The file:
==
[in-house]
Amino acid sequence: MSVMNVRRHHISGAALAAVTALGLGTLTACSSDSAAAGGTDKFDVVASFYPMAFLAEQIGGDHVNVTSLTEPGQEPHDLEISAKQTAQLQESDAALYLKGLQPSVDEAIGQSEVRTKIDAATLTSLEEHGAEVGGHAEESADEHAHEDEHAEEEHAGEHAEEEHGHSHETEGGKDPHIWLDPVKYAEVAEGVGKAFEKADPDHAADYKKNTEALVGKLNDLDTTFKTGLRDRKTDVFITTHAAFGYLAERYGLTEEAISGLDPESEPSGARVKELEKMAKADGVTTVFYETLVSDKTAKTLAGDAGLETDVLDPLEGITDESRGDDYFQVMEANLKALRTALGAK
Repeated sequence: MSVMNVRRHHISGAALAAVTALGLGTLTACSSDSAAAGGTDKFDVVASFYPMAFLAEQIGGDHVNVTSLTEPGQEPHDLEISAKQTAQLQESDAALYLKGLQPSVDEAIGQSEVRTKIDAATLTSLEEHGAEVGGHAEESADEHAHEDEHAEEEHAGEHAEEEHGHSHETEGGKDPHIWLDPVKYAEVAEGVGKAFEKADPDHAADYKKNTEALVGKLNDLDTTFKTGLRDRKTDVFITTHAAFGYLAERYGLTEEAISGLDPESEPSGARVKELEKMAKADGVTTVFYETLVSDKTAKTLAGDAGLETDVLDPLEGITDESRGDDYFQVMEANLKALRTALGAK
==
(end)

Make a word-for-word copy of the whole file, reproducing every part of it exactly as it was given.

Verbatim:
[in-house]
Amino acid sequence: MSVMNVRRHHISGAALAAVTALGLGTLTACSSDSAAAGGTDKFDVVASFYPMAFLAEQIGGDHVNVTSLTEPGQEPHDLEISAKQTAQLQESDAALYLKGLQPSVDEAIGQSEVRTKIDAATLTSLEEHGAEVGGHAEESADEHAHEDEHAEEEHAGEHAEEEHGHSHETEGGKDPHIWLDPVKYAEVAEGVGKAFEKADPDHAADYKKNTEALVGKLNDLDTTFKTGLRDRKTDVFITTHAAFGYLAERYGLTEEAISGLDPESEPSGARVKELEKMAKADGVTTVFYETLVSDKTAKTLAGDAGLETDVLDPLEGITDESRGDDYFQVMEANLKALRTALGAK
Repeated sequence: MSVMNVRRHHISGAALAAVTALGLGTLTACSSDSAAAGGTDKFDVVASFYPMAFLAEQIGGDHVNVTSLTEPGQEPHDLEISAKQTAQLQESDAALYLKGLQPSVDEAIGQSEVRTKIDAATLTSLEEHGAEVGGHAEESADEHAHEDEHAEEEHAGEHAEEEHGHSHETEGGKDPHIWLDPVKYAEVAEGVGKAFEKADPDHAADYKKNTEALVGKLNDLDTTFKTGLRDRKTDVFITTHAAFGYLAERYGLTEEAISGLDPESEPSGARVKELEKMAKADGVTTVFYETLVSDKTAKTLAGDAGLETDVLDPLEGITDESRGDDYFQVMEANLKALRTALGAK